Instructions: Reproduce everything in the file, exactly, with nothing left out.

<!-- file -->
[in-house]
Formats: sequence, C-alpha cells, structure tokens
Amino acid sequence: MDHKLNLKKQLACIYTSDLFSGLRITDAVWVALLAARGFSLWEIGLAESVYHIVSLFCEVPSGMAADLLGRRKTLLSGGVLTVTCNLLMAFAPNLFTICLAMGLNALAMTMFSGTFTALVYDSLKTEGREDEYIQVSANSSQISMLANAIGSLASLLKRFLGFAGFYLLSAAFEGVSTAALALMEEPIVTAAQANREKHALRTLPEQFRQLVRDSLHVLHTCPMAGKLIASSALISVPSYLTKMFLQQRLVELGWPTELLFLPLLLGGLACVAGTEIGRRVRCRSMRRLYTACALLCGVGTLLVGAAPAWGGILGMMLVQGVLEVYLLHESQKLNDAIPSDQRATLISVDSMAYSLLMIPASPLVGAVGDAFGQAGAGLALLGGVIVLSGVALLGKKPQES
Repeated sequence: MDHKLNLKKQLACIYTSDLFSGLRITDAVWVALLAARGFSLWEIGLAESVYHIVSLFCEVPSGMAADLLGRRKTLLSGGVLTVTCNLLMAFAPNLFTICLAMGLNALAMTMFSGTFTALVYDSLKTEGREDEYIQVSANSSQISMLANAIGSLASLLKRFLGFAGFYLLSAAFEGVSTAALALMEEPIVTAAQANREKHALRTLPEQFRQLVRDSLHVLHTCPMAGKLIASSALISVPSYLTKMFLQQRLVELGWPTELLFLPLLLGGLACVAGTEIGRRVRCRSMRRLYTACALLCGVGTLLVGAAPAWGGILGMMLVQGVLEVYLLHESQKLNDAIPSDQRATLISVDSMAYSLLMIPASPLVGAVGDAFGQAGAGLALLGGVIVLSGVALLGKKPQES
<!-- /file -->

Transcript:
[in-house]
Formats: sequence, C-alpha cells, structure tokens
Amino acid sequence: MDHKLNLKKQLACIYTSDLFSGLRITDAVWVALLAARGFSLWEIGLAESVYHIVSLFCEVPSGMAADLLGRRKTLLSGGVLTVTCNLLMAFAPNLFTICLAMGLNALAMTMFSGTFTALVYDSLKTEGREDEYIQVSANSSQISMLANAIGSLASLLKRFLGFAGFYLLSAAFEGVSTAALALMEEPIVTAAQANREKHALRTLPEQFRQLVRDSLHVLHTCPMAGKLIASSALISVPSYLTKMFLQQRLVELGWPTELLFLPLLLGGLACVAGTEIGRRVRCRSMRRLYTACALLCGVGTLLVGAAPAWGGILGMMLVQGVLEVYLLHESQKLNDAIPSDQRATLISVDSMAYSLLMIPASPLVGAVGDAFGQAGAGLALLGGVIVLSGVALLGKKPQES
Repeated sequence: MDHKLNLKKQLACIYTSDLFSGLRITDAVWVALLAARGFSLWEIGLAESVYHIVSLFCEVPSGMAADLLGRRKTLLSGGVLTVTCNLLMAFAPNLFTICLAMGLNALAMTMFSGTFTALVYDSLKTEGREDEYIQVSANSSQISMLANAIGSLASLLKRFLGFAGFYLLSAAFEGVSTAALALMEEPIVTAAQANREKHALRTLPEQFRQLVRDSLHVLHTCPMAGKLIASSALISVPSYLTKMFLQQRLVELGWPTELLFLPLLLGGLACVAGTEIGRRVRCRSMRRLYTACALLCGVGTLLVGAAPAWGGILGMMLVQGVLEVYLLHESQKLNDAIPSDQRATLISVDSMAYSLLMIPASPLVGAVGDAFGQAGAGLALLGGVIVLSGVALLGKKPQES